Over the past couple of months we’ve seen a number of boat fires and vessel disablements in Victoria.
How can you help prevent this happening to you?
The pictures used to illustrate this month’s Lessons Learnt are intended to give you a visual cue to check your gear thoroughly before you hit the water so you can avoid these sorts of issues.
Get your motors serviced, ensure batteries are fully charged, have fresh fuel in your tanks and all your safety gear on board and in tip top condition.
This photo of a cracked fuel tank was emailed to us after a boat owner noticed a strange smell and realised he shouldn’t go out until the issue was resolved.
The cracks emanated from the fastening holes for the sender unit in the top of the tank.
Inspect fuel tanks, fittings and bilge spaces regularly to ensure that the fuel is effectively contained within the tank. Any breathers should lead over board and there should be no smell of petrol vapours inside the boat.
If you smell petrol, stop and don’t go out until the problem is fixed.
Fuel hoses may degrade over time and should also be inspected periodically to ensure that they are sound.
You should also check your equipment’s expiry dates. If you have an emergency beacon, make sure it’s registered so it can be used to call for help if you need it.
Planning and preparation prevents poor performance… Don’t waste your first day on the water getting towed back to shore.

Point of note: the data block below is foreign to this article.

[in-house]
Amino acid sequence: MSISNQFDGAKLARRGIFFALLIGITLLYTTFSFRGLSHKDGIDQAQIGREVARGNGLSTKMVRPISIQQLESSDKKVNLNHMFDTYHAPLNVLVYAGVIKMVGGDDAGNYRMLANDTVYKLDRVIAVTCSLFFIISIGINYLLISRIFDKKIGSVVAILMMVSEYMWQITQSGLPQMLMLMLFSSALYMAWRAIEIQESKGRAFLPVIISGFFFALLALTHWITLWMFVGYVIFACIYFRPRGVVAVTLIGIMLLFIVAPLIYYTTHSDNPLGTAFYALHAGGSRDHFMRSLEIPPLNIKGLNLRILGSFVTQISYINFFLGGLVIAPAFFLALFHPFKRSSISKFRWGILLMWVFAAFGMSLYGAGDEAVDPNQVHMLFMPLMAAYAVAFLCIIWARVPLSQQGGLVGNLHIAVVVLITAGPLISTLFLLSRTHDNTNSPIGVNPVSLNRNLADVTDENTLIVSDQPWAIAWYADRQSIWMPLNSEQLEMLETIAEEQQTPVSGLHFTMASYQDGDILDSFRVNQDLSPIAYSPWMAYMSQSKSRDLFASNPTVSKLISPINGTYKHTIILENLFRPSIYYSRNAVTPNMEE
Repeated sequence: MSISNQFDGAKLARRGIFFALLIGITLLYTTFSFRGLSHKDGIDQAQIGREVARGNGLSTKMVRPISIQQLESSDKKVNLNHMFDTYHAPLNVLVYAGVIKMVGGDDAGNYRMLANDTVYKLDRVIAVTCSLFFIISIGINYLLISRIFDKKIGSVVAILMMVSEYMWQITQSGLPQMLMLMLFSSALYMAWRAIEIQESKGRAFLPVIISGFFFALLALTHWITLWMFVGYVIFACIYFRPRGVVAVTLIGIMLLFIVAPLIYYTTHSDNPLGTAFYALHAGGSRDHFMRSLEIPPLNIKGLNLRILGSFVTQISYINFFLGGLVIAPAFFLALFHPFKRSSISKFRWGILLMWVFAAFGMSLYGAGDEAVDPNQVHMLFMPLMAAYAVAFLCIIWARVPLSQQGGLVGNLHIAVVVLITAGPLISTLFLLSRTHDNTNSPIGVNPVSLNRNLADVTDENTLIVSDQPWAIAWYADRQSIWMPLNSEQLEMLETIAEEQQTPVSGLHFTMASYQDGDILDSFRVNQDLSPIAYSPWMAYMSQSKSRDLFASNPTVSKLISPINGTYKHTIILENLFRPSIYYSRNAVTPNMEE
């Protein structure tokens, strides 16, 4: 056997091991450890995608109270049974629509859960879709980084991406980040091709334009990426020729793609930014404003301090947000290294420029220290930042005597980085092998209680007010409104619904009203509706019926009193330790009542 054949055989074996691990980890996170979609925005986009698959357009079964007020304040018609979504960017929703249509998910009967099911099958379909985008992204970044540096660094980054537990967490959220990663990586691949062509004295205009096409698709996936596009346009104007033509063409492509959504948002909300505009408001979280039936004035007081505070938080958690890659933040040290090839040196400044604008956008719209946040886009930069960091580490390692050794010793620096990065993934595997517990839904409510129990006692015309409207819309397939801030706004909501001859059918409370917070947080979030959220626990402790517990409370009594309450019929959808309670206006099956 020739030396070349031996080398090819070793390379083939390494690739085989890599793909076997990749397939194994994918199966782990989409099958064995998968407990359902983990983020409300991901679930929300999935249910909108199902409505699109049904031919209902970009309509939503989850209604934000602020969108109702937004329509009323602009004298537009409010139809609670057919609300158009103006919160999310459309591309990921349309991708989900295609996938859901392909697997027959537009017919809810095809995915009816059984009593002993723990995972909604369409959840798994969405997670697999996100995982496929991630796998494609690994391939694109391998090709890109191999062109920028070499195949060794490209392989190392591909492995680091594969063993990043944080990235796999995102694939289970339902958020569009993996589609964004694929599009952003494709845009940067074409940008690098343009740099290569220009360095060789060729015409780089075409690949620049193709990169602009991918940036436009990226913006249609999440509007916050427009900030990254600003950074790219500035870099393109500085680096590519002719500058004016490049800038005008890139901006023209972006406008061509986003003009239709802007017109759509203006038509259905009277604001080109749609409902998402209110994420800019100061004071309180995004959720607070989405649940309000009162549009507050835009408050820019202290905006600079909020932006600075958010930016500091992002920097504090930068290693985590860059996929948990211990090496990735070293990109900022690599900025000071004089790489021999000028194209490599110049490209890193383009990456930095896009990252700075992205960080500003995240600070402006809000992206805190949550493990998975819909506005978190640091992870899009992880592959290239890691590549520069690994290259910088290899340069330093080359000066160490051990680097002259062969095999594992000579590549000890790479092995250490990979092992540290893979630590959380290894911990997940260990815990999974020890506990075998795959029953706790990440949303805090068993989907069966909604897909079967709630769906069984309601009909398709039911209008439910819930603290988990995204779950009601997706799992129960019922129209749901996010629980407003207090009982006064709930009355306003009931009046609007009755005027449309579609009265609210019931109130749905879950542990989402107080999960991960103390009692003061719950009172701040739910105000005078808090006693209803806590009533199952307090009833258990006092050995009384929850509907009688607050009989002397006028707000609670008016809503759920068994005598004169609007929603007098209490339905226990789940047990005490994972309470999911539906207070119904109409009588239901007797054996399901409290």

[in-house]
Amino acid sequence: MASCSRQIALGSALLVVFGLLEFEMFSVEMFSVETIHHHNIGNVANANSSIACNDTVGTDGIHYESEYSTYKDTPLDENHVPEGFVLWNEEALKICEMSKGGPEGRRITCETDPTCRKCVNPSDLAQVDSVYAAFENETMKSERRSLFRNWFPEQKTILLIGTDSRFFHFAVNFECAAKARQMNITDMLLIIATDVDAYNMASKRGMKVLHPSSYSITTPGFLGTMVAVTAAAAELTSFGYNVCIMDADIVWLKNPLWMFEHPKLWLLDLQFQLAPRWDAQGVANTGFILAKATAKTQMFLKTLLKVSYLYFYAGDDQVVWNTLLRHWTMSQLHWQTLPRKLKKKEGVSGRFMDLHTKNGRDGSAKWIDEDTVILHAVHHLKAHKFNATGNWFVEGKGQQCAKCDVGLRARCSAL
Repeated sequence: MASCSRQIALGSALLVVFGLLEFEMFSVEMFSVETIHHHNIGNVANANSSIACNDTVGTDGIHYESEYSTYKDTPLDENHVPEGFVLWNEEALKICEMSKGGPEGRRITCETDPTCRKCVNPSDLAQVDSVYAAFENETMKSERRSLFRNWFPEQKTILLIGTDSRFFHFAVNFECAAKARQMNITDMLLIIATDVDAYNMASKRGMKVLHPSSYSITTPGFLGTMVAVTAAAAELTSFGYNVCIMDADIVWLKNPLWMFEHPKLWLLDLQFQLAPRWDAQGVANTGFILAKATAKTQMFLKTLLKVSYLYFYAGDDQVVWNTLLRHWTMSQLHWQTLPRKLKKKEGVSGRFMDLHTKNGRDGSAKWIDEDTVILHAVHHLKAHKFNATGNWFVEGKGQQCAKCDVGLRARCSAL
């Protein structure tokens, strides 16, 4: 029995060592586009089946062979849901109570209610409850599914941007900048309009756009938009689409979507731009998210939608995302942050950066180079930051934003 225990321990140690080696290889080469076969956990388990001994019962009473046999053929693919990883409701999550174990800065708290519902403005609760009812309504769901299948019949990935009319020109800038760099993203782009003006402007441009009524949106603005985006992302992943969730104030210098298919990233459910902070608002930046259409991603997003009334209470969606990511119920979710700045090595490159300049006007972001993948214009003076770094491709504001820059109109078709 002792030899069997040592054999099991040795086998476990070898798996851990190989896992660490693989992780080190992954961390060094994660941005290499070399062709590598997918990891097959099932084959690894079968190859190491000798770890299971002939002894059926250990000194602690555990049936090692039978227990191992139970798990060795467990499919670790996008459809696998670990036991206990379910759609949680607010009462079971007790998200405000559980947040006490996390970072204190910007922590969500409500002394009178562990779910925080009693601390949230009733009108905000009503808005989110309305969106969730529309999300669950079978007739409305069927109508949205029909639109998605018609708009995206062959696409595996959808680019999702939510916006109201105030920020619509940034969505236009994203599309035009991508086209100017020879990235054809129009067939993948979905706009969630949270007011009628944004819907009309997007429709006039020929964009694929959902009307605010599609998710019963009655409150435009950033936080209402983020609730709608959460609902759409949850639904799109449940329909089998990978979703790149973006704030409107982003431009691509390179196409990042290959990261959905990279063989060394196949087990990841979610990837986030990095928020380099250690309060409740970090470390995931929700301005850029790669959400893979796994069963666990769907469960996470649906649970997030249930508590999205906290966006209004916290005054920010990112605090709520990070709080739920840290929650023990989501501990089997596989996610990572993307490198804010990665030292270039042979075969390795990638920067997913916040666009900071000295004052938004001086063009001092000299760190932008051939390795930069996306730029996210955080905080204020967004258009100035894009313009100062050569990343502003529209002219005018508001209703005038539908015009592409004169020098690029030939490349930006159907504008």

We have also received a number of photos and queries about lifejackets that are well past their prime – these problems have gone unnoticed by boat owners because safety gear is sometimes tucked out of sight.
Servicing Inflatable lifejackets By far the most common query our team gets is around servicing inflatable lifejackets, with the biggest problems being:
- Corroded CO2 cylinders
- Air leaks
- Deteriorating fabric
- Broken bladder weld.
Check sheets and self inspection requirements are set by the lifejacket manufacturers and can be found on their websites. Please be mindful that the requirements vary between manufacturers, so having the correct information is vital in ensuring your inflatable lifejacket is maintained correctly.
A lifejacket manufacturer recently told our team: “I am concerned that although the transition to inflatable lifejackets is a positive for wearability and also in water performance, there is an extended risk that self inspection is not performed correctly and that the product is not compliant. It also may not be safe.
“When it is returned to an authorised service facility it is thoroughly inspected including PSI readouts from the pressure of the inflated chamber, the o rings are inspected and replaced on the operating head and a full structural inspection takes place to be certified as compliant.”
If you intend to keep using inherently buoyant lifejackets, remember, they need to be cared for as well. We’ve been seeing more and more lifejackets with perished stitching, which leads to broken straps. Don’t keep lifejackets in their original packaging where moisture and salt could accumulate and rot the material.
Remember, lifejackets should not be stowed away when they’re still wet, because this can rot the stitching and webbing. Try to keep them out of direct sunlight, because the UV rays can deteriorate the materials. If you are not checking your lifejackets regularly, you may find that during your time in need, they may actually let you down.
What can you do?
Take a look at your lifejacket, search the brand name online and follow the care instructions specific to that manufacturer.
If you have an inherently buoyant lifejacket, remember to care for that too. Wash the lifejacket, let it dry, then stow it out of direct sunlight. If an inflatable lifejacket, check that it manually inflates and holds pressure for a period of time by inflating it using the mouthpiece.